P5: But then the “operators” come along…

A.H.: The “operators” are often expected to take over the baby, once the construction phase is completed. And they don’t want any bugs! The less they hear about technical aspects, the better. Their main concern is the margin and users’ daily satisfaction. When “operators” take over a recently launched e-commerce store, they are often surprised. They think to themselves: “Is this all I get as initial features?” They are worried about customer frustration due to the errors inherent in any startup. They’re not prepared for this. And they often take it upon themselves to improve the platform and its fluidity through feature development, including CRM, warehouses, suppliers… All the bits and pieces that define the true value of an e-commerce service, but no one cared about before.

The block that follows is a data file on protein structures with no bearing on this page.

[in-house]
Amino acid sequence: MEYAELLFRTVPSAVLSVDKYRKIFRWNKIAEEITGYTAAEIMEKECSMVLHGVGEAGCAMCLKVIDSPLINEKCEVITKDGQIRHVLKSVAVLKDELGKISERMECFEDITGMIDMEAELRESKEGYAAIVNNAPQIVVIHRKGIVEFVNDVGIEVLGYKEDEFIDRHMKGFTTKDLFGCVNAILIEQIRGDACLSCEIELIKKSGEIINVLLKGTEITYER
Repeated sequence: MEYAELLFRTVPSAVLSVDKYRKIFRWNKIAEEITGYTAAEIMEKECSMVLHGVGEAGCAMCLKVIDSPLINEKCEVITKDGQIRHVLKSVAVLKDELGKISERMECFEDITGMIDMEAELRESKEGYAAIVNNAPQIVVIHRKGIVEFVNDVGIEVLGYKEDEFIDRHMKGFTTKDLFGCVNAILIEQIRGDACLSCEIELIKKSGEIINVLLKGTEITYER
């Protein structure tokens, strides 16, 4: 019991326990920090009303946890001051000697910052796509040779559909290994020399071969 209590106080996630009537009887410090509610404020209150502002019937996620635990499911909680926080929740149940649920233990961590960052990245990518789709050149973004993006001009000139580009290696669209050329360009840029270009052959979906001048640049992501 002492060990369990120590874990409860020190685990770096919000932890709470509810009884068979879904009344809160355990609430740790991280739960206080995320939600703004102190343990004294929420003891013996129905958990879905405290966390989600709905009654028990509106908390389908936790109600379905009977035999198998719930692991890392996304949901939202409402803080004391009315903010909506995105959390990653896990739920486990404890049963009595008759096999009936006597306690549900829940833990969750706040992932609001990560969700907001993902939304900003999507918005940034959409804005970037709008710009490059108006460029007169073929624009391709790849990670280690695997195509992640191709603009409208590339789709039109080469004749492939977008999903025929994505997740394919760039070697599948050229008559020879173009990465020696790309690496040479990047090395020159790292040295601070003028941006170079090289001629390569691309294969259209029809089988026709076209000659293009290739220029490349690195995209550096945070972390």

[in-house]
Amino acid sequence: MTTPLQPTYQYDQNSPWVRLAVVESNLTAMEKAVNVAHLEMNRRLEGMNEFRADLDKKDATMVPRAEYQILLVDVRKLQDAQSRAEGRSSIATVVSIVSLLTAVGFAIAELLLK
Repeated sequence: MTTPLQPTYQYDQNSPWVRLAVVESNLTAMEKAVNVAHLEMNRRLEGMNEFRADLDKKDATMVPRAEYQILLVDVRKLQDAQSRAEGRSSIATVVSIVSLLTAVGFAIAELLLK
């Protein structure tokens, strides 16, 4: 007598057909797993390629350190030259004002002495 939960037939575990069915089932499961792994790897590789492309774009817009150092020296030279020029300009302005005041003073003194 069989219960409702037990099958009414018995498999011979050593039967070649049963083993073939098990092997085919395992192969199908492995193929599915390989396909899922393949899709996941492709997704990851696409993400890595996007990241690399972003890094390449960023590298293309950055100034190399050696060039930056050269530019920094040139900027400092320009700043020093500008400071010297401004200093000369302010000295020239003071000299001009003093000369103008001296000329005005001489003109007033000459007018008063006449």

P5: Today, the e-commerce business is more mature, in general. What would you say about the way decision makers approach the challenges of e-commerce platforms and marketplace today?

A.H.:Now more than ever, managers need to show humility. There is no magic formula. Communications like “The 5 Key Points of E-Commerce” are bullshit. Many first attempts end in failure. When it comes to the big traditional retailers, some have adopted the idea of test and learn. But their idea of test and learn is rather a sledgehammer approach. The stress level raises at a point of value-destruction (this is the “test” part). Teams are scared away by this level of stress. It therefore slows down the project cycle. These are projects — black boxes — that go into the dust bin: sometimes $20 million is wasted in three years’ time. A sledgehammer approach ultimately translates into accepting big losses. We’re still at this point. Of course, other more or less completed projects will ensue, fruits of the lessons learned from past mistakes (this is the “learn” part). But at what human and financial cost?…